Andrew Sullivan has a post up on his Daily Dish taking a shot at me as well. He begins by saying generously: “Cliff May has done great work over the years advancing democracy and defending human rights.” He goes on to link to one of my Corner posts and to say that my “defense of torture when and only when America does it deeply undermines his credibility and makes a mockery of his previous work.”
In fact, in just about everything I’ve written and said, I’ve taken pains to emphasize that I oppose torture. However, I do think (1) it’s important to define torture so we know what we are talking about, and (2) all forms of “stress and duress” utilized to elicit cooperation from a terrorist in possession of life-saving information are not torture.
Every opponent I’ve debated on has taken this tactic — labeling me as “pro-torture,” refusing to grapple with definitions, and refusing to consider whether there may be methods of interrogation that are unpleasant but fall short of torture.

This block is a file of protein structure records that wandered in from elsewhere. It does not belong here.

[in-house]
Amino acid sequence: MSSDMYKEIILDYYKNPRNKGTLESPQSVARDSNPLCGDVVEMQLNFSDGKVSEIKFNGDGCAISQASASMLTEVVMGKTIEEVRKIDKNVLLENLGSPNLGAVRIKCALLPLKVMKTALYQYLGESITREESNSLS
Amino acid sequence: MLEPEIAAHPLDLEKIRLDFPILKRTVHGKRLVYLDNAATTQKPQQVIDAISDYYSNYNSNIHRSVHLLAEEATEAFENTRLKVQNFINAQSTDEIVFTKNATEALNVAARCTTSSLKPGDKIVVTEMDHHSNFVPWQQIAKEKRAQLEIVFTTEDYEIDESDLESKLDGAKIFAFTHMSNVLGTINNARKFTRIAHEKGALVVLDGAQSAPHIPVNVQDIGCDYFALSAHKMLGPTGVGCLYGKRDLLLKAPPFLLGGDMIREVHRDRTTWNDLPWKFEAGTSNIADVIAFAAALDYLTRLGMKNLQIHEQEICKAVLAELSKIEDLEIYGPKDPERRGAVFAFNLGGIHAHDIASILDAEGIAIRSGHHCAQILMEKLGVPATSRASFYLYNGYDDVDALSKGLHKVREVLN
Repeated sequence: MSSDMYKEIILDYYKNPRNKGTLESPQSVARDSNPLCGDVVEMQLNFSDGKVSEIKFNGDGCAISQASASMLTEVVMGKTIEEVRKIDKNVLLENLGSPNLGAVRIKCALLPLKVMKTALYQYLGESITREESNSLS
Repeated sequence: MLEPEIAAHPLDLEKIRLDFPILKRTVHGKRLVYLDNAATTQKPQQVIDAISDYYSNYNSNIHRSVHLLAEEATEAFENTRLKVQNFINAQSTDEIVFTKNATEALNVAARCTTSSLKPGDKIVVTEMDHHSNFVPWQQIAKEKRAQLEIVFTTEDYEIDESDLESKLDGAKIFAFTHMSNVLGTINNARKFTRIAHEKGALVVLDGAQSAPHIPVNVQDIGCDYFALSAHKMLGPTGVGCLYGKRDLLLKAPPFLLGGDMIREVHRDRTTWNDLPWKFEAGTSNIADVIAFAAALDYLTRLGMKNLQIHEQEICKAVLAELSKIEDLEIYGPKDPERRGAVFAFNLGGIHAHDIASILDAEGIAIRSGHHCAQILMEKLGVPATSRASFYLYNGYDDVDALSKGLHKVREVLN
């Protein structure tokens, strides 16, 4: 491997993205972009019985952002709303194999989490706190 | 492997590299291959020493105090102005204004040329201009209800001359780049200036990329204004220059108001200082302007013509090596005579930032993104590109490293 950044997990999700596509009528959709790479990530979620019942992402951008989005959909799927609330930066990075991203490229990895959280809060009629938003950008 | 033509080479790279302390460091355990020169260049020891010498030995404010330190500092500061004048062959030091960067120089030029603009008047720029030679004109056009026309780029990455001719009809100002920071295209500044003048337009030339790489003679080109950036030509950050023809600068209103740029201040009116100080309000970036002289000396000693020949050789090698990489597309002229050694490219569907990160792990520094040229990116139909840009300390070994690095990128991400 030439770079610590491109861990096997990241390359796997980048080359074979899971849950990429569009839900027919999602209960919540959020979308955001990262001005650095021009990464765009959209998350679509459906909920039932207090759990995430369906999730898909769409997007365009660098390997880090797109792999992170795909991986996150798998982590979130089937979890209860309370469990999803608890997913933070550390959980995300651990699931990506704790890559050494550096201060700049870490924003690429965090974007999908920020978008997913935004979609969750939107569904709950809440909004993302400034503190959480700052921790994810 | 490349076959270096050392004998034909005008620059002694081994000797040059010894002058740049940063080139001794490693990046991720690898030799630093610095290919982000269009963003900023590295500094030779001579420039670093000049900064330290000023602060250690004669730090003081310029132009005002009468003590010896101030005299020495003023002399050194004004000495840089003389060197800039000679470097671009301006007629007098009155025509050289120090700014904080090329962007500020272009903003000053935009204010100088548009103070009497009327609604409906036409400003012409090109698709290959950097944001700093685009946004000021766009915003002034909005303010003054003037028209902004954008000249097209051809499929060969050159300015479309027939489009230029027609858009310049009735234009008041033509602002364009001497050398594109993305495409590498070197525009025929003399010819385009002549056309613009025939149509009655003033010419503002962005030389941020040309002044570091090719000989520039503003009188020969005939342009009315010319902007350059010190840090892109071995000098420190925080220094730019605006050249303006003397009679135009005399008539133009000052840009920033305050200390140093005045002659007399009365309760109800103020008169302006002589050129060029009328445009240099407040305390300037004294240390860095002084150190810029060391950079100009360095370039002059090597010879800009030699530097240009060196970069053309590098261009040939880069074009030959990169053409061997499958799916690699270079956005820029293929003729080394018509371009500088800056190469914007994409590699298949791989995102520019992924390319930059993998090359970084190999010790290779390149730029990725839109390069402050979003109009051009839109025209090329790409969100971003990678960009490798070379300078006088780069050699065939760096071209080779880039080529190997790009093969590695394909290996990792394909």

This is especially important because we now know that Islamists believe their religion forbids them to cooperate with infidels — until they have reached the limit of their ability to endure the hardships the infidel is inflicting on them.* In other words: Imagine an al-Qaeda member who would like to give his interrogators information, who does not want continue fighting, who would prefer not to see more innocent people slaughtered. He would need his interrogators to press him hard so he can feel that he has met his religious obligations — only then could he cooperate.
But just try to get anyone in the “anti-torture” camp to seriously debate any of this.
* “Brothers who are captured and interrogated are permitted by Allah to provide information when they believe they have reached the limit of their ability to withhold it in the face of psychological and physical hardships.” — Abu Zubaydah, quoted in released CIA memos